Last week, I gave you an overview of my 12,000-plus mile odyssey on the Pan-American Highway. This week, I am going to show you what I took along the way. I will start from the north and work my way south. I don’t pretend to be an expert on buses and commercial vehicles, so please chime in with any trivia that you may hold in your collective noggins.
Ford E350: Fairbanks, Alaska, to the Arctic Circle along the Dalton Highway. This van was bone stock, except for the Hella driving lights, satellite phone, and tires.
Chevrolet Express 3500: Whitehorse, Yukon, to Fairbanks, Alaska, along the Alaska Highway. This was one of the most peaceful, scenic, and memorable legs. For most of the trip, it was just me, the driver, and his daughter. We talked about Burma a lot and we stopped often to take pictures of wildlife, e.g. foxes, beavers. We picked up a veteran from Fort Yukon who was on his semi-annual trip to civilization. He tried to convert me and offered me home-made, and -caught, salmon jerky. See the lede photo for what the van and scenery looked like.
MCI buses: Oakland, California, to Whitehorse, Yukon: These Greyhound buses were the most uncomfortable buses of the lot. In northern British Columbia and the Yukon, the buses also act as couriers. Hence the trailers. The outpost pictured served the most amazing beef barley soup.
Scania buses: Tapachula, Mexico, to Panama City, Panama: Scania, Busscar, and Marcopolo are the most popular brands of buses in Latin America.
Marcopolo double decker bus: Lima, Peru, to Tacna, Peru. This was the most comfortable bus in the world. The seats reclined 160(!) degrees.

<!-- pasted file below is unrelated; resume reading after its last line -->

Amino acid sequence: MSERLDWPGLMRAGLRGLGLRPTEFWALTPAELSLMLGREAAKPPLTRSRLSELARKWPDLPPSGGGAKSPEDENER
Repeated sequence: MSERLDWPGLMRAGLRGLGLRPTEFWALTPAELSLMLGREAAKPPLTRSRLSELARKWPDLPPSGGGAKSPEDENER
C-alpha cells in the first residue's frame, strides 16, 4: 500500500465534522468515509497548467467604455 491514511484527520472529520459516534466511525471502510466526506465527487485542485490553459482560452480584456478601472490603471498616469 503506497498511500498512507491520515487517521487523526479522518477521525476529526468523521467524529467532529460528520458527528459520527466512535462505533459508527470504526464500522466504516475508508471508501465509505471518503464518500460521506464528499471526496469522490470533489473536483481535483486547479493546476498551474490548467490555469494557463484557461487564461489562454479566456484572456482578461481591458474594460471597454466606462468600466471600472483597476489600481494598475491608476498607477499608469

Intermission. Here is a traffic jam in the Andes along the Chile-Bolivia border. I tried coca leaves for the first (and only) time here.
Hyundai van: Humberstone, Chile, to Iquique, Chile. After visiting the abandoned mining town of Humberstone in the middle of the Atacama Desert, I was shitting bricks because I didn’t know how I was going to find a ride back to town. Miraculously, a black Hyundai van appeared out of nowhere and picked me up. It was completely full and I practically had to sit on the driver’s lap. Here we are, descending to the port city of Iquique. Note the humungous yellow sand dune between the road and the city.
Busscar double decker bus: Calama, Chile, to Santiago, Chile. These Brazilian-made buses are very popular for long distance routes.
Marcopolo bus: Osorno, Chile, to Punta Arenas, Chile. The 28 hour 15 minute ride was a breeze in this Brazilian-made bus. Note the painted Chilean and Argentinean flags. There are no roads in the southern third of Chile so we had to cross into Argentina to reach Chilean Tierra del Fuego.
Unknown make and model bus: Punta Arenas, Chile, to Rio Grande in Argentinean Tierra del Fuego. Though the route was short distance-wise, we had to get on a ferry to cross the Strait of Magellan. On our first try, we waited an entire day at the landing because it was too windy to cross. We were finally able to make it across on the second day. Here is the bus on the ferry.
Mercedes Sprinter: Rio Grande, Argentina, to Ushuaia, Argentina. We stopped for a bakery break in the town of Tolhuin. Did you know that Canadian beavers were introduced to Tierra del Fuego more than a century ago to stimulate the fur trade? Now, they are wreaking havoc on the environment.
Images source: Copyright 2013 Hooniverse/Jim Yu